July 24th, 2012 | Simcha Weinstein | Comments Off on When Green is Not Good
If you’re overseeing and managing a produce department, you understand that your product is deteriorating every moment that it is on the rack. Time is not friendly to fresh food, and your job is to take a live food that has been separated from its life force (soil, sun, and water) and make it look appealing and desirable to shoppers. When viewed in this light, it captures the high level of intensity and skill that’s involved in creating and maintaining an attractive and effective produce department.
Of all the products that you carry, potatoes may be the single item that most challenges our ability to sustain a product once it has been harvested. A question that I hear a fair amount, and one that certainly qualifies as an FAQ categorization is “how do I keep potatoes from turning green?” This is indeed a problem, and one that can quickly sour a customer to your otherwise superb produce offerings. So let’s look at what causes the greening, and also what steps we can take to at least reduce the problem, and perhaps outright solve it all together.
It’s important to understand what creates the problem in the first place. Exposure to light, whether in the field, in storage, on the shelves, or at a home, can cause “greening” in potatoes. It’s actually a very natural process and occurs because of the formulation of chlorophyll. Chlorophyll is primarily found in leaves and near the surface of the potato and is responsible for a plant’s ability to make food through photosynthesis.
Greening is strongly affected by the cumulative effects of light quality, duration, and intensity. Chlorophyll is green because it reflects green light, while absorbing red, yellow, and blue light. Under green lighting practically no greening will occur, while very little occurs under blue lights. Fluorescent lights (which are mostly used) induce more greening than incandescent lighting, although we do not endorse incandescent lighting, and the manufacturing of incandescent bulbs are basically on their way out. Incandescent lighting is far less energy efficient than fluorescent lighting, consuming about 75% more energy. The incandescent bulbs do release considerably less ultraviolet light than fluorescent bulbs which increases greening. From an environmental perspective, however, fluorescent lighting is the far better choice and what we recommend, but strictly as a matter of fact concerning the issue of greening potatoes, incandescents fair better. Of course, from an ecological perspective LED lighting is the way to go.
Obviously, the less light directly hitting the potatoes, the less likely they are to green. But temperature can play a role as well. The temperature during light exposure is a key factor since greening is an enzymatic response and enzyme activity increases as temperature increases. There is no greening when potatoes are kept at 40° F or below. It’s important not to store them below 40° as cracking may occur if potatoes get too cold. Greening is most rapid at temperatures between 65-70° F. At temperatures higher than 70° F, the greening actually slows down, but again there is a trade-off as your potatoes are much more likely to decay and turn bad at higher temperatures. On average, typical grocery store lighting will induce greening within a week if the potatoes are not refrigerated or kept cool.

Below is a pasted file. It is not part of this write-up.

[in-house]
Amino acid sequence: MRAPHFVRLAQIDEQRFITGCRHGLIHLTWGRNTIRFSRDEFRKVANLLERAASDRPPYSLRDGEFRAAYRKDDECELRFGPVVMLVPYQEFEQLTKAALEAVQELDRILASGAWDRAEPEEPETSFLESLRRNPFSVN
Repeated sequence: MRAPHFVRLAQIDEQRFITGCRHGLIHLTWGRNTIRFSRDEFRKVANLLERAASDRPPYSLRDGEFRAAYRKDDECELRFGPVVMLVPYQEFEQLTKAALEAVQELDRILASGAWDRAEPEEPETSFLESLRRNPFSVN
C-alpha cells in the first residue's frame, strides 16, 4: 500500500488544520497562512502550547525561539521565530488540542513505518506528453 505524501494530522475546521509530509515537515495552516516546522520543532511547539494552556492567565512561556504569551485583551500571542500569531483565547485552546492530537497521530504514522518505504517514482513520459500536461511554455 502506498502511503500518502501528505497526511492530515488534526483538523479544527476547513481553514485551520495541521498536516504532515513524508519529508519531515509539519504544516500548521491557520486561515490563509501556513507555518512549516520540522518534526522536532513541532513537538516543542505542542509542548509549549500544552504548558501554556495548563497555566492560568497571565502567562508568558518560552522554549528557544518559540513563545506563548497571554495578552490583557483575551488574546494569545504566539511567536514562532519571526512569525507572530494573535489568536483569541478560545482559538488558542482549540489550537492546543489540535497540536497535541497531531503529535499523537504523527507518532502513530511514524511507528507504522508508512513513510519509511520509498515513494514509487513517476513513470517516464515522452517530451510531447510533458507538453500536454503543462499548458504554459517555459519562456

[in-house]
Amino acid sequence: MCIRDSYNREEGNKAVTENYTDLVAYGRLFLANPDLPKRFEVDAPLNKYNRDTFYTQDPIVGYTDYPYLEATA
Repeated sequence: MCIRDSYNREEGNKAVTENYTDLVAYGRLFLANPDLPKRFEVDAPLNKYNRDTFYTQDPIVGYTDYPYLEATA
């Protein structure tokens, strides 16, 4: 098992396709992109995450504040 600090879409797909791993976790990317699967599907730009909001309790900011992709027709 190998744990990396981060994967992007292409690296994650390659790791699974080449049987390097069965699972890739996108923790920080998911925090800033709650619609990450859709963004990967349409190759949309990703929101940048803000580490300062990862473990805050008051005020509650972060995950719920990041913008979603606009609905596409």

There are several steps that can be taken to minimize the greening process:
1) Turn the lights off at night (at least over your potato display) when you put your department “to sleep”. Cover the potatoes with burlap.
2) Locate your potato displays in areas of low light if possible; and keep away from windows and strongly lit areas.
3) Do not use spotlights on your potato display.
4) Keep your potatoes cool. Displaying at 40-42° F will not harm your potatoes and will dramatically reduce the greening process. For many, this may be the one key step that reduces this issue.
One last consideration to discuss about green potatoes – are they poisonous, or can they make you ill if you eat them? By itself, chlorophyll is not harmful. As the levels of chlorophyll increase, however, it’s an indication that levels of solanine (responsible for the bitter taste in a green potato) have increased as well. Potatoes naturally produce small amounts of solanine as a defense against insects, but the levels increase with prolonged exposure to light and warm temperatures. It is the occurrence of solanine that can cause illness when eating green potatoes. Studies indicate that a 100-pound person would have to eat about 16 ounces of a fully green potato to get sick from solanine. That is the weight of a large baked potato. Solanine formation usually occurs in the skin and is rarely found more than 1/8 of an inch deep into the potato.
There is no doubt that greening potatoes are an issue. Unfortunately, there is no one silver bullet remedy that eliminates the problem. There are, however, some effective steps that can be taken to minimize this issue, and even though there may be a few trade-offs to consider as you move forward, it is possible to have beautiful “non-green”, healthy potatoes on display in your produce area.
Good luck with your potato adventure, and even though it’s what we’re mostly about conceptually – going green is not always the way to go.